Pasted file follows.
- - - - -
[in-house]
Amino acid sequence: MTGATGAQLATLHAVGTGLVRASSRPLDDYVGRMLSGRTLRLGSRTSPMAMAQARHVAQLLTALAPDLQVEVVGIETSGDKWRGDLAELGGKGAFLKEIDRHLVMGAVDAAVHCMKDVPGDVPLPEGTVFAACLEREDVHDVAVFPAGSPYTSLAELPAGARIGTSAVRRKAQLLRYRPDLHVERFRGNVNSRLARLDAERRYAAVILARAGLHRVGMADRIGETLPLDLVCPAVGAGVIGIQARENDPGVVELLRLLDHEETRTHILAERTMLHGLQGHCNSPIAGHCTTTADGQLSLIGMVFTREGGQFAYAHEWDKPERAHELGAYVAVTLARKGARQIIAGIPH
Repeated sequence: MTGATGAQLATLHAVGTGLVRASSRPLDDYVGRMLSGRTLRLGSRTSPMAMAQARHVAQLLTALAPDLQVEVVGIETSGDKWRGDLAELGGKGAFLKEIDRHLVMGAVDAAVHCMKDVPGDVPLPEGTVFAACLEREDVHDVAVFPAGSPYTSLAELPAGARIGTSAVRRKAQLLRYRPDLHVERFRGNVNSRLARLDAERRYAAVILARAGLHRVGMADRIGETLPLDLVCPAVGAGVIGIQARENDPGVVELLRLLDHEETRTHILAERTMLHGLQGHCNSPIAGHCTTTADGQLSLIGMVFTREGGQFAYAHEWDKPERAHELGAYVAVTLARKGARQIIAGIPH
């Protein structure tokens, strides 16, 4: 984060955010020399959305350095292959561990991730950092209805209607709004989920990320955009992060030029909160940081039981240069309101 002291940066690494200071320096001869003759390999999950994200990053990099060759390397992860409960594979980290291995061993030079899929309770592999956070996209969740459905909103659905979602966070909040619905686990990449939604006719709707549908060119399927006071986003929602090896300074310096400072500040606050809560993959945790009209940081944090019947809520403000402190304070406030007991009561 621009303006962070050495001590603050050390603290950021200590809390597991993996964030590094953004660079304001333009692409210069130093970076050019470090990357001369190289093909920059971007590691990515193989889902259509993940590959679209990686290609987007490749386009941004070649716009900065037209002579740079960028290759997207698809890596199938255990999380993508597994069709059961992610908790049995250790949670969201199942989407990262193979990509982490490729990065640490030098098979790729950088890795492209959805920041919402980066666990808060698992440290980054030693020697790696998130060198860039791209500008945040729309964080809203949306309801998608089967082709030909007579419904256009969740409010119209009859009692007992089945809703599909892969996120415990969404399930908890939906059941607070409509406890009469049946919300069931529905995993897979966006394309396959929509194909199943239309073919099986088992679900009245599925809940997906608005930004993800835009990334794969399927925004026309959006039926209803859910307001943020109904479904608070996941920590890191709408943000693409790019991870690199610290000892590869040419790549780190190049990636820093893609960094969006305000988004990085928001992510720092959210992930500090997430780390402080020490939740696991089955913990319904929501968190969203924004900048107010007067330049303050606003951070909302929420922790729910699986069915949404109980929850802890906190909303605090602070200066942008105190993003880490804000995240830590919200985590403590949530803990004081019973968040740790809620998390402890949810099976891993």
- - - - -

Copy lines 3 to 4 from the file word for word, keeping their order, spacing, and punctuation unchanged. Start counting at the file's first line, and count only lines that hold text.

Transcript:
Repeated sequence: MTGATGAQLATLHAVGTGLVRASSRPLDDYVGRMLSGRTLRLGSRTSPMAMAQARHVAQLLTALAPDLQVEVVGIETSGDKWRGDLAELGGKGAFLKEIDRHLVMGAVDAAVHCMKDVPGDVPLPEGTVFAACLEREDVHDVAVFPAGSPYTSLAELPAGARIGTSAVRRKAQLLRYRPDLHVERFRGNVNSRLARLDAERRYAAVILARAGLHRVGMADRIGETLPLDLVCPAVGAGVIGIQARENDPGVVELLRLLDHEETRTHILAERTMLHGLQGHCNSPIAGHCTTTADGQLSLIGMVFTREGGQFAYAHEWDKPERAHELGAYVAVTLARKGARQIIAGIPH
């Protein structure tokens, strides 16, 4: 984060955010020399959305350095292959561990991730950092209805209607709004989920990320955009992060030029909160940081039981240069309101 002291940066690494200071320096001869003759390999999950994200990053990099060759390397992860409960594979980290291995061993030079899929309770592999956070996209969740459905909103659905979602966070909040619905686990990449939604006719709707549908060119399927006071986003929602090896300074310096400072500040606050809560993959945790009209940081944090019947809520403000402190304070406030007991009561 621009303006962070050495001590603050050390603290950021200590809390597991993996964030590094953004660079304001333009692409210069130093970076050019470090990357001369190289093909920059971007590691990515193989889902259509993940590959679209990686290609987007490749386009941004070649716009900065037209002579740079960028290759997207698809890596199938255990999380993508597994069709059961992610908790049995250790949670969201199942989407990262193979990509982490490729990065640490030098098979790729950088890795492209959805920041919402980066666990808060698992440290980054030693020697790696998130060198860039791209500008945040729309964080809203949306309801998608089967082709030909007579419904256009969740409010119209009859009692007992089945809703599909892969996120415990969404399930908890939906059941607070409509406890009469049946919300069931529905995993897979966006394309396959929509194909199943239309073919099986088992679900009245599925809940997906608005930004993800835009990334794969399927925004026309959006039926209803859910307001943020109904479904608070996941920590890191709408943000693409790019991870690199610290000892590869040419790549780190190049990636820093893609960094969006305000988004990085928001992510720092959210992930500090997430780390402080020490939740696991089955913990319904929501968190969203924004900048107010007067330049303050606003951070909302929420922790729910699986069915949404109980929850802890906190909303605090602070200066942008105190993003880490804000995240830590919200985590403590949530803990004081019973968040740790809620998390402890949810099976891993």